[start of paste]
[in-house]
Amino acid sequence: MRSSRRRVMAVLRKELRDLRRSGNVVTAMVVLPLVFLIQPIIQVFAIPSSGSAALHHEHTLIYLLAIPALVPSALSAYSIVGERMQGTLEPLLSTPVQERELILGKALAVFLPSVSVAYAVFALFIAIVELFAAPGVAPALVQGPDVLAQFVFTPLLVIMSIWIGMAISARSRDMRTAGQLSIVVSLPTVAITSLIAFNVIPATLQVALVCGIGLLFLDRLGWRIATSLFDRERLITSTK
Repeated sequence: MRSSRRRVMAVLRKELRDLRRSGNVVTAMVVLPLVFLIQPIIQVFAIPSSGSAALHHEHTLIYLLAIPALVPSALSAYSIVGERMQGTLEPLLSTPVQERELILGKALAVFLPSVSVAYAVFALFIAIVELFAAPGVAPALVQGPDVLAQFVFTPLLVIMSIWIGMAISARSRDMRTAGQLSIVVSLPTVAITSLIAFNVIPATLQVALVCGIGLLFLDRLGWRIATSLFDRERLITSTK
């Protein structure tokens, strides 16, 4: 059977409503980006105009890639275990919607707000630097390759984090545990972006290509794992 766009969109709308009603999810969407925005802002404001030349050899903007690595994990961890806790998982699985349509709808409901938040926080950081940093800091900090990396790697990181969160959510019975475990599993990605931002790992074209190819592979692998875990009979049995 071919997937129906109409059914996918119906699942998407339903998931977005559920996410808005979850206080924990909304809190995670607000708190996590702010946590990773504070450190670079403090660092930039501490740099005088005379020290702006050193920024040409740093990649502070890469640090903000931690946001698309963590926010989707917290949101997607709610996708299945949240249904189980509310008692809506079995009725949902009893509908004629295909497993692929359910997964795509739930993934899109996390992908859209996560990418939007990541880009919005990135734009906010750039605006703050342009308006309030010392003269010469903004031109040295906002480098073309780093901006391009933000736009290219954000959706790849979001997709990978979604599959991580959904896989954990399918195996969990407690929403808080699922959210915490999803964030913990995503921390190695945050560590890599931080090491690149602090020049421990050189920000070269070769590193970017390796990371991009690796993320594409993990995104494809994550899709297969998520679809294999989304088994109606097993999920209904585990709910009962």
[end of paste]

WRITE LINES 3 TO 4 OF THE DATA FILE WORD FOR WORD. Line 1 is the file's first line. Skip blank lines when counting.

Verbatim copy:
Repeated sequence: MRSSRRRVMAVLRKELRDLRRSGNVVTAMVVLPLVFLIQPIIQVFAIPSSGSAALHHEHTLIYLLAIPALVPSALSAYSIVGERMQGTLEPLLSTPVQERELILGKALAVFLPSVSVAYAVFALFIAIVELFAAPGVAPALVQGPDVLAQFVFTPLLVIMSIWIGMAISARSRDMRTAGQLSIVVSLPTVAITSLIAFNVIPATLQVALVCGIGLLFLDRLGWRIATSLFDRERLITSTK
């Protein structure tokens, strides 16, 4: 059977409503980006105009890639275990919607707000630097390759984090545990972006290509794992 766009969109709308009603999810969407925005802002404001030349050899903007690595994990961890806790998982699985349509709808409901938040926080950081940093800091900090990396790697990181969160959510019975475990599993990605931002790992074209190819592979692998875990009979049995 071919997937129906109409059914996918119906699942998407339903998931977005559920996410808005979850206080924990909304809190995670607000708190996590702010946590990773504070450190670079403090660092930039501490740099005088005379020290702006050193920024040409740093990649502070890469640090903000931690946001698309963590926010989707917290949101997607709610996708299945949240249904189980509310008692809506079995009725949902009893509908004629295909497993692929359910997964795509739930993934899109996390992908859209996560990418939007990541880009919005990135734009906010750039605006703050342009308006309030010392003269010469903004031109040295906002480098073309780093901006391009933000736009290219954000959706790849979001997709990978979604599959991580959904896989954990399918195996969990407690929403808080699922959210915490999803964030913990995503921390190695945050560590890599931080090491690149602090020049421990050189920000070269070769590193970017390796990371991009690796993320594409993990995104494809994550899709297969998520679809294999989304088994109606097993999920209904585990709910009962």